Bill Hendrickson and Sally Hendrickson enjoy their respective endeavors as a radio show host and director emeritus of the Rhine Research Center
By Renee Ambroso|Photography by John Micheal Simpson
I was glad to get away from Durham then,” says Sally Feather Hendrickson. “It was a dusty town.” Sally was born and spent her formative years in the Bull City and attended Durham High School in the ’40s in the building that now houses Durham School of the Arts. “You could smell the tobacco right there,” Sally remembers. She moved to Wooster, Ohio, to attend the College of Wooster in 1947.
It was there that Sally met her future husband, William “Bill” Hendrickson, but decades before they married. “It was a small school, so I knew him [then] because he was a big man on campus with his big voice,” Sally says. “We re-connected at our 35th college reunion when he was a widower, and I was divorced from my first husband.”
The couple tied the knot in 1987 and settled in New Jersey, where Bill had spent much of his adult life. Ten years later, Bill sold his business and the pair moved south to Orange County, and then to Woodstone Apartments in Croasdaile Farm about a decade ago.
“The Croasdaile part of Durham is such a beautiful area,” Bill says. “The management of this apartment complex is wonderful. We have to do everything ourselves … but as long as we’re capable and have enough sense and physical and mental strength, we’re happy here.”
“This property that we’re on was part of the early development of Durham,” Sally explains. “Everywhere around us are remnants of that era. The huge oak trees are still, many of them, left standing, particularly in the ponds and the wooded area around us. So [to me], it’s coming home again.”
Although he moved to the Triangle later in life, Bill wasted no time putting down roots. He was invited as a guest on a WCOMLP 103.5 radio show shortly after relocating to North Carolina, then was approached to produce his own segment through the Carrboro-based nonprofit station. “This was about 17 years ago, and I’ve done a show almost every week since then.”
In that time, Bill’s aired a few interviews more than once and had some returning guests, but his outgoing nature pushes him to bring on fresh voices whenever possible. “It’s a great way to meet people,” Bill says. Former Congressman Rep. David E. Price, former deputy general counsel for the White House Office of Management and Budget and general counsel for the U.S. Agency for International Development John L.S. Simpkin, and Duke University economics professor Connel Fullenkamp, among many others, have all been guests on “Time Out with Bill Hendrickson.”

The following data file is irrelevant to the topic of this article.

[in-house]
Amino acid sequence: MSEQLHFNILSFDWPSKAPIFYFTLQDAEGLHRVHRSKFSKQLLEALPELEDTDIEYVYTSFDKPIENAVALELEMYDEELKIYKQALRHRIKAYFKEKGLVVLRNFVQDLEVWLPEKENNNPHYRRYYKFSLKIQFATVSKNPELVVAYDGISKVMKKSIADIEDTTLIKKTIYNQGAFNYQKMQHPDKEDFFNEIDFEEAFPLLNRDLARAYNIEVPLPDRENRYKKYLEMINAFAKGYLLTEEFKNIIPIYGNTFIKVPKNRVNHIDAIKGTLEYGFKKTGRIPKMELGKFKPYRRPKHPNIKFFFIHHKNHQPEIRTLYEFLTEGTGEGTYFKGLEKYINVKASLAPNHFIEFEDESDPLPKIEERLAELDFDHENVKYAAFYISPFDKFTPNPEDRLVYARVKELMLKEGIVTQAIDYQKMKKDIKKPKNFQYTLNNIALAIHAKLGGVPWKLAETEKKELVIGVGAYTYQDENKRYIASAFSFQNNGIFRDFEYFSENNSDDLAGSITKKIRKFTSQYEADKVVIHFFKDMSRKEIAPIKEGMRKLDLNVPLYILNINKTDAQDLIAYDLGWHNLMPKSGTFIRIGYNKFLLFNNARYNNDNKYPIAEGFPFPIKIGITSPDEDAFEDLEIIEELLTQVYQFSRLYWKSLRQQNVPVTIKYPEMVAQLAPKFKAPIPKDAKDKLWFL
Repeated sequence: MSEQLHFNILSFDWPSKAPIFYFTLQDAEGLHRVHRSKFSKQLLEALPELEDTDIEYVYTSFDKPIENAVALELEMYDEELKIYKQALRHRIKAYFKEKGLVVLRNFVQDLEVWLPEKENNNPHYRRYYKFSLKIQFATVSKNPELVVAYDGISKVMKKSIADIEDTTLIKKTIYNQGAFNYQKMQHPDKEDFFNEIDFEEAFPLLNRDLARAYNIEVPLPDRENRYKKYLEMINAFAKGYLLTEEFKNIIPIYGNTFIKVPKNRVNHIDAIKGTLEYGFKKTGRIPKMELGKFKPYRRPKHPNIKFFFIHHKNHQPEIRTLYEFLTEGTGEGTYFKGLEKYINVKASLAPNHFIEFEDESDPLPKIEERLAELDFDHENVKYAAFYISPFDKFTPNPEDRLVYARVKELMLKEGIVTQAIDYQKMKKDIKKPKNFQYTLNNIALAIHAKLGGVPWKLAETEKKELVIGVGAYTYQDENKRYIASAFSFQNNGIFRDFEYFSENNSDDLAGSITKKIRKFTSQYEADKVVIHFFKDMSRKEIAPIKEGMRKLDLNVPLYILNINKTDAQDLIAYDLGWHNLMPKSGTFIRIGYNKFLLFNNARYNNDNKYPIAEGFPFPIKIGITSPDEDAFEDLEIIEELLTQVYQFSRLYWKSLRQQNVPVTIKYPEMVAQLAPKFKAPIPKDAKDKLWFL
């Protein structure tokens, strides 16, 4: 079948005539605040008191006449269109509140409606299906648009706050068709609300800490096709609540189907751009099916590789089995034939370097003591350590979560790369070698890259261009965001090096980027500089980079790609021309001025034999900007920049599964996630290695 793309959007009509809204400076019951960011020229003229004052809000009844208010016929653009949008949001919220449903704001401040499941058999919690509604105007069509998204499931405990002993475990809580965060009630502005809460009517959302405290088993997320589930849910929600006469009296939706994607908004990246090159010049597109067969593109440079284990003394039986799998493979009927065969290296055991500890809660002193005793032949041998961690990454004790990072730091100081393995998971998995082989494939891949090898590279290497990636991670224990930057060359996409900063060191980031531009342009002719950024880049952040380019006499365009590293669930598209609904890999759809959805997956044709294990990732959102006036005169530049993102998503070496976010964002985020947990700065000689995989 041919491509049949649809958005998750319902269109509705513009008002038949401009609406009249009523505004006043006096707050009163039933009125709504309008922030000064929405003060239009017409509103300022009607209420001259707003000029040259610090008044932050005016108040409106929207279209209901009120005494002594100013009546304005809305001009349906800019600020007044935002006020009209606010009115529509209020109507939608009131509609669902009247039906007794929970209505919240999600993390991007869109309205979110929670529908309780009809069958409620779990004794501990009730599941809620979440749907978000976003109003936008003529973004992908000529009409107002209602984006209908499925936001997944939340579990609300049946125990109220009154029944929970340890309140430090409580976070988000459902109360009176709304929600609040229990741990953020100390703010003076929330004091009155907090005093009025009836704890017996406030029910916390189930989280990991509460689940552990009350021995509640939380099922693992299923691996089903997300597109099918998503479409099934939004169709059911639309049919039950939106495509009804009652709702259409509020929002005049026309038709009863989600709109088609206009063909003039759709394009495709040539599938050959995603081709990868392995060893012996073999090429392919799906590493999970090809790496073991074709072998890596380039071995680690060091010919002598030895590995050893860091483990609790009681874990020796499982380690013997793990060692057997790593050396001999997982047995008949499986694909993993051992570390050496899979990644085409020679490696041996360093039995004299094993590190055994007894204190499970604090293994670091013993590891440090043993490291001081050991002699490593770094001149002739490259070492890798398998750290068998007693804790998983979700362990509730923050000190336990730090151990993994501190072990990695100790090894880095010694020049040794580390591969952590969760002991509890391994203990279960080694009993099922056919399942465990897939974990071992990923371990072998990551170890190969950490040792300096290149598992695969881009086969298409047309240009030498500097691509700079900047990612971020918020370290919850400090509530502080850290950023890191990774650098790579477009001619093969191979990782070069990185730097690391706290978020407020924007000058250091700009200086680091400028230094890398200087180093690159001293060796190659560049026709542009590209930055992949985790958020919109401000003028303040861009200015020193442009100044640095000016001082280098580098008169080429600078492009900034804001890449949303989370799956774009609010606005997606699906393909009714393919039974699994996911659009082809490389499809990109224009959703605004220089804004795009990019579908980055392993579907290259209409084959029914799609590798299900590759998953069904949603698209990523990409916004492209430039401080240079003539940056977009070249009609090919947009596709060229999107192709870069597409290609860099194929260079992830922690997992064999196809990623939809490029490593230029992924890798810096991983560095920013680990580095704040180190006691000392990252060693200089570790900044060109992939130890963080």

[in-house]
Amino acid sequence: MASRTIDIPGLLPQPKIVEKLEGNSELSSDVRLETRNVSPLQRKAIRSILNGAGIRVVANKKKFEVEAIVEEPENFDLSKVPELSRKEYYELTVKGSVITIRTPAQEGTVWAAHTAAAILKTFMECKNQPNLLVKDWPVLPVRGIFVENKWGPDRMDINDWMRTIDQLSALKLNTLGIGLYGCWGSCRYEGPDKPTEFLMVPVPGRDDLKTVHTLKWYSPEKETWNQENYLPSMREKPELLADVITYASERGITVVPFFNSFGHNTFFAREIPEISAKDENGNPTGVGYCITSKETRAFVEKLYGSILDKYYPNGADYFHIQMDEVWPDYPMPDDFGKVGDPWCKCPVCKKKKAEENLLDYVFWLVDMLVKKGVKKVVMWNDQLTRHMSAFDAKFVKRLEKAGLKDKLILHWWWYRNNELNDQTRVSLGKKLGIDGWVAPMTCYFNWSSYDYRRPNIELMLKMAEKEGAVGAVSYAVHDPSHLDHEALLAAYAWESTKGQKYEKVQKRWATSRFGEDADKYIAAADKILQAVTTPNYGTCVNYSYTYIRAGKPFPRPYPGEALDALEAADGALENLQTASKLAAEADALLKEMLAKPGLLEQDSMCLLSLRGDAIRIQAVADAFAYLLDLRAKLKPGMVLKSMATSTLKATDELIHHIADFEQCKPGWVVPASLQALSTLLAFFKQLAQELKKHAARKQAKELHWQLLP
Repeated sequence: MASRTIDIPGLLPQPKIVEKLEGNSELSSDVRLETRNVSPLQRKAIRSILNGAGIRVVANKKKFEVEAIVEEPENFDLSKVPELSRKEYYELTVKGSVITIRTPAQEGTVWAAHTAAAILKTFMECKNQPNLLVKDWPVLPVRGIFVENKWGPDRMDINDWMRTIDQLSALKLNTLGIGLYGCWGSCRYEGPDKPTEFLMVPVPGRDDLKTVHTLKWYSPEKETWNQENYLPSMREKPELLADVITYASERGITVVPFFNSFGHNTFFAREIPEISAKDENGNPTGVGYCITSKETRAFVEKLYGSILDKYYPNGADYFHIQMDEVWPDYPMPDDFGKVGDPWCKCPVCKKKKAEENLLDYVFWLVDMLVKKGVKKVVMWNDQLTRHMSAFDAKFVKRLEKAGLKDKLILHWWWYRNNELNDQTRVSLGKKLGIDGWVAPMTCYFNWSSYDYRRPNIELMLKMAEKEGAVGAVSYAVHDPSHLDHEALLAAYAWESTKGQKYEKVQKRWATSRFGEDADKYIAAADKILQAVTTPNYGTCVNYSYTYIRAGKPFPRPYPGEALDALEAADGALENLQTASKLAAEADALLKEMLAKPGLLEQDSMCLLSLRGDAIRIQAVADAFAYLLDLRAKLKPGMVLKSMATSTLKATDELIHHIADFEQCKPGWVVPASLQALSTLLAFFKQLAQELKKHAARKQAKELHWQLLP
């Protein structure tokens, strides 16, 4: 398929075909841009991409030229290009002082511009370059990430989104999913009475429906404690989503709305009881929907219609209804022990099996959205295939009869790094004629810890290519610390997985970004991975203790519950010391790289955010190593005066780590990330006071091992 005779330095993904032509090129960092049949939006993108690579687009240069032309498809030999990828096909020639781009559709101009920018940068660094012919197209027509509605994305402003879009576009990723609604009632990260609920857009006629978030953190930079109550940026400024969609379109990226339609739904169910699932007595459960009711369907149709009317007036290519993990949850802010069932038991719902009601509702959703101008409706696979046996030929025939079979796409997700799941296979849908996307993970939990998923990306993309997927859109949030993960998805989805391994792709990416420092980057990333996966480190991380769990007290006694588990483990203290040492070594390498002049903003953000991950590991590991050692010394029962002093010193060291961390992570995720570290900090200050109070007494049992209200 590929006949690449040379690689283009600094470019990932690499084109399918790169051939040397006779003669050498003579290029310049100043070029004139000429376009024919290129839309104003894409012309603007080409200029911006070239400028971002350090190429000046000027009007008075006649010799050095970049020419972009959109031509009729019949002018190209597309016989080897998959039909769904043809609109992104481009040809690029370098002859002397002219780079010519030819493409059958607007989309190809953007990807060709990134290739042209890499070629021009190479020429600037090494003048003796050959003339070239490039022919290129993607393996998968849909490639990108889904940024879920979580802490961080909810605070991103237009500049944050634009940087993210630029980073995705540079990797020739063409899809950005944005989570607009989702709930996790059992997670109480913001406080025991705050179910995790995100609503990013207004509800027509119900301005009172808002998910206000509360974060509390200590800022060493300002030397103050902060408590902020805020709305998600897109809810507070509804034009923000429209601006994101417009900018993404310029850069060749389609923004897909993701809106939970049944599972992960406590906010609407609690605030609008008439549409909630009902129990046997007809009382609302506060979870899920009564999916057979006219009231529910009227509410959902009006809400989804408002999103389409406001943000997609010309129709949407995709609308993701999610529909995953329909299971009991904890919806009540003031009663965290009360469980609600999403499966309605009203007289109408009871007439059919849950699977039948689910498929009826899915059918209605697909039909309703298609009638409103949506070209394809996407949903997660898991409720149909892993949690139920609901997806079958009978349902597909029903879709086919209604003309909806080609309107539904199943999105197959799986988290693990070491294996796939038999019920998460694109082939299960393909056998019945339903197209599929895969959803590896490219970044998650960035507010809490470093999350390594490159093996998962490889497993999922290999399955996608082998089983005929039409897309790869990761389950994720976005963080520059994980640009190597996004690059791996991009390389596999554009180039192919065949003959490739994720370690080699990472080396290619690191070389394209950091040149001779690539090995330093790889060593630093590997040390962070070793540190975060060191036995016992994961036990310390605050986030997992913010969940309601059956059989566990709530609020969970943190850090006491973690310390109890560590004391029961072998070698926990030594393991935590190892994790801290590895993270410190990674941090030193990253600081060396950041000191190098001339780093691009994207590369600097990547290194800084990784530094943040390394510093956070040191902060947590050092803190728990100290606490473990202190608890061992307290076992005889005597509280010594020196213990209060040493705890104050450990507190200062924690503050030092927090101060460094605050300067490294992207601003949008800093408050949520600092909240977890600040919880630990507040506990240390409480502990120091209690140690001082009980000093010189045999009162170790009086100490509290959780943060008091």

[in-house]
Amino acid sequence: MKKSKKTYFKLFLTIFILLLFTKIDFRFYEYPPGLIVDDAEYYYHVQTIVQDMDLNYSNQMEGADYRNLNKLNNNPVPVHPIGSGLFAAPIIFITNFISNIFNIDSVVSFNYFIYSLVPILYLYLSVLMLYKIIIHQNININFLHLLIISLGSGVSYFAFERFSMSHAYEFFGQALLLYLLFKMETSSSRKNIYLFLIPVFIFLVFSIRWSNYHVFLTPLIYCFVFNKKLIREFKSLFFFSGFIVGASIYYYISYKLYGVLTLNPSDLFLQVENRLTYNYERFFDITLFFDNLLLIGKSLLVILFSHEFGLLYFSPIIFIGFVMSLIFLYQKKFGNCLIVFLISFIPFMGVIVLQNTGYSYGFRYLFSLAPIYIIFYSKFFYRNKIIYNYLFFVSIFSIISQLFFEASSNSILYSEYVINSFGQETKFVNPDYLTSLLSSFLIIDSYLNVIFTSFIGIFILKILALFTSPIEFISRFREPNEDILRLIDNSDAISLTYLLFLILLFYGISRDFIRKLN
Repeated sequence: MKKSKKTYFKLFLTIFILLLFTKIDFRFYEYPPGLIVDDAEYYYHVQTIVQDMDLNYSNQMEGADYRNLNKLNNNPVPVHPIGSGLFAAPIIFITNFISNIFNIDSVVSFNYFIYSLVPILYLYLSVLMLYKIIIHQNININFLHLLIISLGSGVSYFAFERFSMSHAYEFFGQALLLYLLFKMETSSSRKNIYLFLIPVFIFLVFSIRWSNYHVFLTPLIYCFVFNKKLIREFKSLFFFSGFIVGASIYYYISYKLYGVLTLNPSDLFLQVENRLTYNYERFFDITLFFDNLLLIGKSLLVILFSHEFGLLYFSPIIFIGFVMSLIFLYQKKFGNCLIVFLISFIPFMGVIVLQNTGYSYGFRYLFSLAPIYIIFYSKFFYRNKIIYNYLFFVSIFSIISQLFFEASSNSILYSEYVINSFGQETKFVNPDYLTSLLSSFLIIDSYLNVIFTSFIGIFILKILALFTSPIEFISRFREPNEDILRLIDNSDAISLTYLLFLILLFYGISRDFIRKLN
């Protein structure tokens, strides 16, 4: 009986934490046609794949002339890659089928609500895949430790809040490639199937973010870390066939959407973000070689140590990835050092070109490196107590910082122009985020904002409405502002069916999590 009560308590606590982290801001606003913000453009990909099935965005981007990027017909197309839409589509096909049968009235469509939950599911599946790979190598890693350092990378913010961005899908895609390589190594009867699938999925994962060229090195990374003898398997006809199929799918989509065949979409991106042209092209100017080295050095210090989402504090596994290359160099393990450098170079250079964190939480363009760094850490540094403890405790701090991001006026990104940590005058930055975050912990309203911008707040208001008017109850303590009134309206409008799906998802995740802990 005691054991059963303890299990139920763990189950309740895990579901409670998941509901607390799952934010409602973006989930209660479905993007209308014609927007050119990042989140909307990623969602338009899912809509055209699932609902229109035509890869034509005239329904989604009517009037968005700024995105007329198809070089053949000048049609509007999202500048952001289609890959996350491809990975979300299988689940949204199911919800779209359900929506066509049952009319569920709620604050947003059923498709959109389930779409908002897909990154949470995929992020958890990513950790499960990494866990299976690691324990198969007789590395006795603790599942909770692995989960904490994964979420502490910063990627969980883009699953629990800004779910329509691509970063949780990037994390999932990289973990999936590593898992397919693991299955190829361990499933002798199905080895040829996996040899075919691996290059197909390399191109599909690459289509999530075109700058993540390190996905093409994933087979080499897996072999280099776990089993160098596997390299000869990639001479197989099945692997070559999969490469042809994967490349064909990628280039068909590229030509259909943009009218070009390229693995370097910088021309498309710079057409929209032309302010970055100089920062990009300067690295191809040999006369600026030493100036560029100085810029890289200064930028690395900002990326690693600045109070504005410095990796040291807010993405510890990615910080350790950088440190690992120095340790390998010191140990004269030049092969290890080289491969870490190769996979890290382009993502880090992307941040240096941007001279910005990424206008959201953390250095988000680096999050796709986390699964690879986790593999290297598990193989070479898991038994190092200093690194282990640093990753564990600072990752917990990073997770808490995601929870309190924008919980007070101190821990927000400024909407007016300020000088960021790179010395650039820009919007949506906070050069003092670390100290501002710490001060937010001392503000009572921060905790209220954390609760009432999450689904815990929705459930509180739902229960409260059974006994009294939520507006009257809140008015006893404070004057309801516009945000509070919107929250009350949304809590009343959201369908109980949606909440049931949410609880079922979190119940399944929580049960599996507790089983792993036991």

Bill, now 94, no longer commutes to the radio station each week, and instead favors using Zoom to record his hourlong conversations with guests, which air each Monday morning.
“It’s a fun show, because there’s so many interesting people in the Triangle to interview if you can get them to sit down for a while,” Bill says. “The show has introduced me to a lot of fascinating people.”
Sally keeps busy as director emeritus of the Rhine Research Center. Her father, Joseph B. Rhine, pioneered the study of parapsychology (a branch of psychology focused on psychic phenomena) at the Duke Parapsychology Lab in the 1930s until he founded the independent research center in 1965; Sally’s mother, Louisa Rhine, was equally involved in the work. Sally also participated in her parents’ research from a young age. “When I was 15, my first job was to help re-check the data,” she says. Sally became a practicing clinical psychologist herself. As a retiree, she enjoys remaining involved with the Rhine Center during her free time.
Sally recently co-published a book, “J.B. Rhine Letters, 1923-1939: ESP and the Foundations of Parapsychology,” cataloging years of her father’s correspondence, and stays involved in events, like a panel discussion at the Durham County Main Library in April that detailed the work of the parapsychology lab.
Bill still attends First Presbyterian Church – as he has since moving to North Carolina about 26 years ago, although now he joins services via Zoom – and Sally stays in shape with a SilverSneakers group at Millennium Sports Club. The couple were avid members at Hollow Rock Racquet & Swim Club – a readers’ favorite sports club in this year’s Best of Durham poll! – in their younger years.
Bill and Sally each continue to find fulfillment and connection with others through their respective endeavors. “That’s the value,” Bill explains. “When you get to be older, in your 70s, 80s and 90s, you lose a lot of friends. So, the more active you are in something that you enjoy, like Sally’s work at the Rhine Center and my work at the radio station, [the better]. We both enjoy it, and it gives us some motivation to get up in the morning and get busy.”